What one Marine’s death meant to the folks back home

Last week I wrote about a terrible Vietnam War training accident involving Marines outside Da Nang. There’s more to tell, and it has to do with the ripples caused by one life lost.

The accident happened March 28, 1967, while a Marine instructor was holding a class for a squad that would be clearing a minefield. He had an M16 mine he thought he had disarmed. It went off, killing 13 Marines. The only survivor in the class was the instructor, a staff sergeant.

I couldn’t imagine the anguish of the families. The accident was widely reported back in the States, topping The Associated Press wrap-up of the day’s war news and landing on Page 1 of newspapers across the country with headlines like “Mishap kills 13 Marines.”

Such loss of life early in 1967, well before Vietnam’s carnage reached its peak the following year, would have magnified the impact of the coverage. The AP and United Press International stories identified the Marines as belonging to the 7th Engineer Battalion, 1st Marine Division, surely filling the families of men in that unit with anxiety as they awaited word.

Using the dead Marines’ names, I searched Newspapers.com and found that one of the men was from a town in eastern Pennsylvania near where I grew up.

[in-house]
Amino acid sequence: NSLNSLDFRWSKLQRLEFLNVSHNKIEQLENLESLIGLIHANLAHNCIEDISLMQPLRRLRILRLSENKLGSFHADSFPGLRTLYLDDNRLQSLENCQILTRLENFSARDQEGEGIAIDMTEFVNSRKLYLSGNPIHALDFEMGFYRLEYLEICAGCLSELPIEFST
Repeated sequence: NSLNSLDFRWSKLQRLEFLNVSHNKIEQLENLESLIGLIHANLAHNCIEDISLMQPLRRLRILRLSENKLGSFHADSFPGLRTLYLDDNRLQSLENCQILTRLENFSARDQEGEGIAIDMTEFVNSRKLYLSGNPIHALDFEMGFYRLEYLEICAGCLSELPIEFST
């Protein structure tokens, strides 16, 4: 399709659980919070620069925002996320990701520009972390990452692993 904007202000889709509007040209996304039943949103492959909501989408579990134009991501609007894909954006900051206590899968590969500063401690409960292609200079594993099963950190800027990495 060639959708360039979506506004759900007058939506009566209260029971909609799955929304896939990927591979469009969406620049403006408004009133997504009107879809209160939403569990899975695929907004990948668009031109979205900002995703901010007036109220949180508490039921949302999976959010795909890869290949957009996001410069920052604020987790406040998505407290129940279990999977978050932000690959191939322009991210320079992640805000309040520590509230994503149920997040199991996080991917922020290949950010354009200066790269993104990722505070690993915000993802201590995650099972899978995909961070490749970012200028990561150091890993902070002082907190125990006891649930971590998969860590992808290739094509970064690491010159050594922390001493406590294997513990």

He was Lance Cpl. Stanley Davidheiser Jr., 20 years old, a 1965 graduate of Pottsgrove High School. The story April 4 in The Mercury of Pottstown had a banner headline on the front page: “Area Marine is killed by mine.” His family had heard about the accident in news reports and feared he was involved.

On April 3, two Marine officers came to tell his wife that apparently he was.

He had been a star athlete, with letters in football, wrestling and track. He had been in Vietnam less than two months.

The family told the newspaper that the Marine officers promised to return the next day with full details of his death. “From their remarks Monday, they led us to believe he was killed in the accident in the training class,” an aunt said.

What made the tragedy worse for the Davidheisers was that Stan’s wife was expecting their first child. He had been sending her messages on tape, telling her he was excited about becoming a father and looking forward to coming home and seeing the child.

His son was born less than three weeks after he was killed.

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